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Maybe we should stick with ‘attorney’

David Donovan//June 14, 2013

Maybe we should stick with ‘attorney’

David Donovan//June 14, 2013

One North Carolina State University student did something far more productive with his studies than we ever did in college. Joshua Katz, a Ph.D. student in statistics, created a series of maps that beautifully visualize how people in different parts of the country pronounce different words. The maps are also astonishingly precise: If you pronounce “syrup” as “sear-up” and emphasize the second syllable of “pecan,” as in “pe-CON,” you are likely from around Philadelphia.

You can also see where, exactly, people stop saying “y’all,” but the most interesting thing for us was the variation in how people would pronounce the name of this publication. In most of America, the first syllable of “lawyer” rhymes with “boy” (as in “loy-er”). But in parts of the South, “lawyer” is pronounced just like it’s spelled—a “law-yer.”

We knew that much, but Katz’s maps show just how likely you are to hear each wherever you go. In North Carolina, “law-yer” reigns from the western part of the state until you just get past Charlotte, after which people are just as likely to say either. Only in the very eastern slice of Carolina does “loy-er” dominate.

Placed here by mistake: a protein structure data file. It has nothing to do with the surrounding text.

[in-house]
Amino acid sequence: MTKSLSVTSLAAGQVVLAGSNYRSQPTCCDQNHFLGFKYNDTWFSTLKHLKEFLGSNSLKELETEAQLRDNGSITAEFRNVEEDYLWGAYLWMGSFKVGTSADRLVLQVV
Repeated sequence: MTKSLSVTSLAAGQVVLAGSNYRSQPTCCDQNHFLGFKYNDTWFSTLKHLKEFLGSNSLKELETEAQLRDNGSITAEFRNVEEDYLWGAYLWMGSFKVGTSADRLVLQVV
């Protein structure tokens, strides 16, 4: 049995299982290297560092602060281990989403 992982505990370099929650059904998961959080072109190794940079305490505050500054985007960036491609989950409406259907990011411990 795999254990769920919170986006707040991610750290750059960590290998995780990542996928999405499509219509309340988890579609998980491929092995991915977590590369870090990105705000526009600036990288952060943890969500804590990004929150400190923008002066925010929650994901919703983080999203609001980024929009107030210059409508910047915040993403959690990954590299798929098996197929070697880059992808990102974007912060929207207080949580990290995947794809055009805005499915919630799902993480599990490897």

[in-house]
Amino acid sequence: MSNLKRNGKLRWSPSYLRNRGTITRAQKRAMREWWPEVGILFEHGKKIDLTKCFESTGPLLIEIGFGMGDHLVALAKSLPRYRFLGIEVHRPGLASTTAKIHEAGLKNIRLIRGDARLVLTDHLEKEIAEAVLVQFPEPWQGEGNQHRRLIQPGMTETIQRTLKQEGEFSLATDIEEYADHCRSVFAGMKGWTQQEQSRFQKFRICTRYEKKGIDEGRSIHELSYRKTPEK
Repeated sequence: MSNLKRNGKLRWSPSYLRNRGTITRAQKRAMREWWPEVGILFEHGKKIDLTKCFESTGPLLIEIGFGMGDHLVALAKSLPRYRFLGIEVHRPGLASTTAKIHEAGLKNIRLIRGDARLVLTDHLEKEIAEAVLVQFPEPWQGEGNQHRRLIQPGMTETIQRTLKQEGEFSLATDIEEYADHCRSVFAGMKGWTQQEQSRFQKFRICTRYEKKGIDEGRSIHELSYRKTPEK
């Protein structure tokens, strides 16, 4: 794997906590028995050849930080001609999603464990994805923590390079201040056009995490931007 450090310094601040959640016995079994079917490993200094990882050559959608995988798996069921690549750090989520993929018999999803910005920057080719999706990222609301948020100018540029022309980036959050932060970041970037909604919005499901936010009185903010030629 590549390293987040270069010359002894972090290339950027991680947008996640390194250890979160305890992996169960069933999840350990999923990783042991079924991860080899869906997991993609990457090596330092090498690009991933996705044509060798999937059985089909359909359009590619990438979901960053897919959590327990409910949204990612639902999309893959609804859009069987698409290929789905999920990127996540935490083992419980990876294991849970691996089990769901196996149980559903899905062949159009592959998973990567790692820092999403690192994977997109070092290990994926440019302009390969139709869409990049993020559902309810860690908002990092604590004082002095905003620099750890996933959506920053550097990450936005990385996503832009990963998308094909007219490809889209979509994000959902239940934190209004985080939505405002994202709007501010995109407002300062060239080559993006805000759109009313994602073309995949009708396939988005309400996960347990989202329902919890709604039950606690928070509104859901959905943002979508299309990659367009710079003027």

Though preferences shift only gradually from west to east, a much firmer demarcation exists between North and South Carolina. People just north of the state line are much more likely to say “law-yer” than those only a few miles due south. In fact, “loy-er” is clearly preferred across South Carolina, except for a tiny sliver in its most northwestern corner—but even in Charleston it doesn’t dominate nearly to the extent it does outside the old Confederacy, where hardly anyone says “law-yer.”

Besides being fascinating, Katz’s map is gratifying in one particular way: Nobody seems to say it “liar.”

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